I WAS NEVER one to be accused of being patient. Then again, I'd never understood the need for patience. To me, patience meant that I was either in the process of getting lectured or about to get lectured. I chewed the edge of my thumbnail and waited in the darkness.
"Ugly." My mother shook her head in my direction. "Remember that… you will always be ugly to them."
The very word dripped with hatred. You'd think after centuries of working together, we'd have found a happy medium. My mother had her own reasons for hating them, and up until this point, I'd had exactly none.
I'd spent my entire existence balancing my normal school life with my folklore studies, something I'd always hated but it had been necessary, just in case my number was called.
My entire family had a bad reputation for going against the rules, against the calling that had been given them, so I'd never been really concerned about being called in.
I'd been eating soggy cereal, staring into the Corn Chex, when my mother's scream erupted through the house, followed by her passing out and my dad needing to call the paramedics.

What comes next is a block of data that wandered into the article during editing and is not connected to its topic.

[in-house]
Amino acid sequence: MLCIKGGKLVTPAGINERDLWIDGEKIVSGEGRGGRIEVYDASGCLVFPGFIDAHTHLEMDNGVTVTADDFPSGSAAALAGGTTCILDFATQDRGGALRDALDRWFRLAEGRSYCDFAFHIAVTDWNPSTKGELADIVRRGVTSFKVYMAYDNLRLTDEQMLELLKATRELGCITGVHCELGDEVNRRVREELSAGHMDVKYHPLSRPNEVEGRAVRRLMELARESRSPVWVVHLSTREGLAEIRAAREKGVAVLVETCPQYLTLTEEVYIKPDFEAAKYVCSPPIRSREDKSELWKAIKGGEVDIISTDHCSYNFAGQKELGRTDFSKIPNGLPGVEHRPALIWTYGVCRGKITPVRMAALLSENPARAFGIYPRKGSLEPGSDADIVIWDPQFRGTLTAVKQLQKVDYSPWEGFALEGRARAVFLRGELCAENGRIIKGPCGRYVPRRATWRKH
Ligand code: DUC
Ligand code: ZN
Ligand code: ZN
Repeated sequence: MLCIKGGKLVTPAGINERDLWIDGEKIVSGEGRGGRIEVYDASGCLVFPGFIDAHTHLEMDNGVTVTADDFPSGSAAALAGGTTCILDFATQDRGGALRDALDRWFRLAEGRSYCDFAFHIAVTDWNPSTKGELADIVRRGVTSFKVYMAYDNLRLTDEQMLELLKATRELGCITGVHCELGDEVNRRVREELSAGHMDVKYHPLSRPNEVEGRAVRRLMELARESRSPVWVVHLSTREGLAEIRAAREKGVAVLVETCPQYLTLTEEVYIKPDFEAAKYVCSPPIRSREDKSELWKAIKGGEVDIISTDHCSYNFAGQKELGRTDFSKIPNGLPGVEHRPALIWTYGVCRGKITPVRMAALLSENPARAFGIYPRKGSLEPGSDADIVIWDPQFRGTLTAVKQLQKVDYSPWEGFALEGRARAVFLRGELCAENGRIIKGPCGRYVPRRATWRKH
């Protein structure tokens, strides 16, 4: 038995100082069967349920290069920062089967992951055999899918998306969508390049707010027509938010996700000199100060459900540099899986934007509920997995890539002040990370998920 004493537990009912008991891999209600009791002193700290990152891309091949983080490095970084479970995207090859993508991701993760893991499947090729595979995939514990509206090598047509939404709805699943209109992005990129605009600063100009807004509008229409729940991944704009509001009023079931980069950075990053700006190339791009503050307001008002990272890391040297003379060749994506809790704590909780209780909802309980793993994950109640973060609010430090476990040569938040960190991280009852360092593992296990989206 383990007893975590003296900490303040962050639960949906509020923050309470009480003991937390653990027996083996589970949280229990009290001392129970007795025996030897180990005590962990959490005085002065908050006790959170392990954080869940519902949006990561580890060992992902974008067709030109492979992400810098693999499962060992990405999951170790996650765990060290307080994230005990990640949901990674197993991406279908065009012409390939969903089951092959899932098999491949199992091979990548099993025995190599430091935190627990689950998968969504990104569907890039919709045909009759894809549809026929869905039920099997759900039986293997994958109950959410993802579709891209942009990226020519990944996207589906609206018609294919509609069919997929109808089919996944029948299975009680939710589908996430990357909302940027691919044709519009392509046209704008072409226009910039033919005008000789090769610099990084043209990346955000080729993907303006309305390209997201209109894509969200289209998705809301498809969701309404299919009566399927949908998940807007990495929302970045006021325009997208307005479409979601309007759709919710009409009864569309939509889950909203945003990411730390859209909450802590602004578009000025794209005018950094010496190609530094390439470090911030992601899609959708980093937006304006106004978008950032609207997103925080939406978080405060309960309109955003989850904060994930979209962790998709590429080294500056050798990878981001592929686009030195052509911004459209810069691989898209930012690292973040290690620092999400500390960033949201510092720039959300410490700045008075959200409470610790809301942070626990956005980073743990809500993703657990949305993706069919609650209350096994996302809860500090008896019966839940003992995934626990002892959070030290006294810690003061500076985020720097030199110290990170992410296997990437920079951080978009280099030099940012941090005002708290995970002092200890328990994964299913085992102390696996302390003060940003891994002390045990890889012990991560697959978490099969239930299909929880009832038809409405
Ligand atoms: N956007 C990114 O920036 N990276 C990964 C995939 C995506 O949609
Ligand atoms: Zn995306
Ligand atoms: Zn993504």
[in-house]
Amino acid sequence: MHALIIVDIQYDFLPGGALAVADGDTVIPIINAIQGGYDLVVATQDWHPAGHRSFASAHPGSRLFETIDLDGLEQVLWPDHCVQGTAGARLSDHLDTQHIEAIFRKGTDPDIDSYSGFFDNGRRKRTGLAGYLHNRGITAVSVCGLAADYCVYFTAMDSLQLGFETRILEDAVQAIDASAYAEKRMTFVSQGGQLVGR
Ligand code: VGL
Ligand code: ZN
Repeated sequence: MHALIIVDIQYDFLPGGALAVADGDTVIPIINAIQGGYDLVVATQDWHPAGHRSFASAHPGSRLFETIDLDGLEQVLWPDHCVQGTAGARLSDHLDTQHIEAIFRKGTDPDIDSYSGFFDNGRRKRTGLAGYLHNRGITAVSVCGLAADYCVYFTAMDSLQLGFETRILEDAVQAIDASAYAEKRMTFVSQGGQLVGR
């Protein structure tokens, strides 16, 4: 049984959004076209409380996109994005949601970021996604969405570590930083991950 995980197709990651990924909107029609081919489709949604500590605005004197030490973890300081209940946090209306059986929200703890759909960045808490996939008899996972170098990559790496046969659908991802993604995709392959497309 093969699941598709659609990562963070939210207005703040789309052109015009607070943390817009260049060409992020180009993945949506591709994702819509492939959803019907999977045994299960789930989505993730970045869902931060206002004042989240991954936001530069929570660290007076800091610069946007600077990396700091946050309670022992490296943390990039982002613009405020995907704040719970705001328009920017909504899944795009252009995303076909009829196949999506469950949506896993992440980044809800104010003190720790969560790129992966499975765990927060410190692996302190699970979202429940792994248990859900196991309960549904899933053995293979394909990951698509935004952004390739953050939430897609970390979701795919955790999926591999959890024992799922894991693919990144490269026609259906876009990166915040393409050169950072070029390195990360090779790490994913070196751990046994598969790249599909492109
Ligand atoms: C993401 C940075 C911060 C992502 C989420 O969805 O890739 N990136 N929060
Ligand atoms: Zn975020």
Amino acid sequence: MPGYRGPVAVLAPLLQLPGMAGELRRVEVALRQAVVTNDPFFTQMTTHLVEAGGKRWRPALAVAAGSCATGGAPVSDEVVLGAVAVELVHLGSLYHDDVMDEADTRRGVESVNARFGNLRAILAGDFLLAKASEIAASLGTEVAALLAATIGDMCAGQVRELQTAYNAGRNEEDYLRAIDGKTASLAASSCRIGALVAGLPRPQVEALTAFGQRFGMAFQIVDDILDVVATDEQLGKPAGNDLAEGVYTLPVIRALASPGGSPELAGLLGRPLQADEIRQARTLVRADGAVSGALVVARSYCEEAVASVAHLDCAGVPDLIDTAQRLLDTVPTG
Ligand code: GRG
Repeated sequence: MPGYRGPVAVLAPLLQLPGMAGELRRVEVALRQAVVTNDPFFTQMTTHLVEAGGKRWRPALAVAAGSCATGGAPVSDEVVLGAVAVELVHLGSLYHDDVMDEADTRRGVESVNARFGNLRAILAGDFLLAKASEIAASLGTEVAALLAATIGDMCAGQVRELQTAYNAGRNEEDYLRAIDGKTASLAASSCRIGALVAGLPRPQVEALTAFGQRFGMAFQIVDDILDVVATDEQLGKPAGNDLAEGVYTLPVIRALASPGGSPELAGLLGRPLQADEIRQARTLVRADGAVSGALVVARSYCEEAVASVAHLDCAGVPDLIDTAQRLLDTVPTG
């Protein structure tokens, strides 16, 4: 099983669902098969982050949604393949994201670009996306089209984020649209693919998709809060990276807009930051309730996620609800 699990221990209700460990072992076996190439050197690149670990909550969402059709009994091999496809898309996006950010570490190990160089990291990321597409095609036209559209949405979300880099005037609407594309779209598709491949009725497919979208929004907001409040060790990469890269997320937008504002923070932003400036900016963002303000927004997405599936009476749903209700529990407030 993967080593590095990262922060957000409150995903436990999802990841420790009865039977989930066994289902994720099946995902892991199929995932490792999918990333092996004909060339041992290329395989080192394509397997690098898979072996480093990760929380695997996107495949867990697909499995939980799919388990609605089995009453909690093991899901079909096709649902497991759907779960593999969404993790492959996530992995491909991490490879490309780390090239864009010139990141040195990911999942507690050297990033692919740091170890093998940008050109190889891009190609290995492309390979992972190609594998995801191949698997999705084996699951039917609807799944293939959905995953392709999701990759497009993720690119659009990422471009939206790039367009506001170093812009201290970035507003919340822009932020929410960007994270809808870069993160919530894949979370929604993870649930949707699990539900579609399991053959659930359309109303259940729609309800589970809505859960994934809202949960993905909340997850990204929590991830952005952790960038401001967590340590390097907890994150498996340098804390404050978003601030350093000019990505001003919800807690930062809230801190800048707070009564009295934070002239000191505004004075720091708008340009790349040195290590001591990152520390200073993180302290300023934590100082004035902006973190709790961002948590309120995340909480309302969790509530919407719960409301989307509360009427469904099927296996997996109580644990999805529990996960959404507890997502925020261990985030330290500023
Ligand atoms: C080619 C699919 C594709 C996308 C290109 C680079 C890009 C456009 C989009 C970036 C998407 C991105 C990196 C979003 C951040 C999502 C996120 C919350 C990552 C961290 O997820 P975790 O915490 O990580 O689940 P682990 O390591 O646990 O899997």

Her heart had stopped. Literally. Stopped.
All because of a phone call.
Naturally, my parents had lied and said she'd been having chest pain, but I knew the truth.
It was fear.
Fear had stopped her heart, almost resulting in her death.
And fear was about to stop mine.
"Stop," Mother hissed at my side. "Do you want them to think you're a barbarian?"
To them? I already was, so I didn't really see the point in pretending to be anything else. To those individuals, I would always be the dirt beneath their feet, the little plaything they had to put up with.
I knew their history.
Probably better than most of them.
I'd been studying them for most of my life, poring over books and research with constant dread that, one day, my number would be called, and my life would be played out for me in absolute horror.
Humans were like little insects that they allowed to survive only because it was necessary for their own survival. We die. They die. Therefore, we live.
The darkness lifted for a few brief minutes as the door creaked open.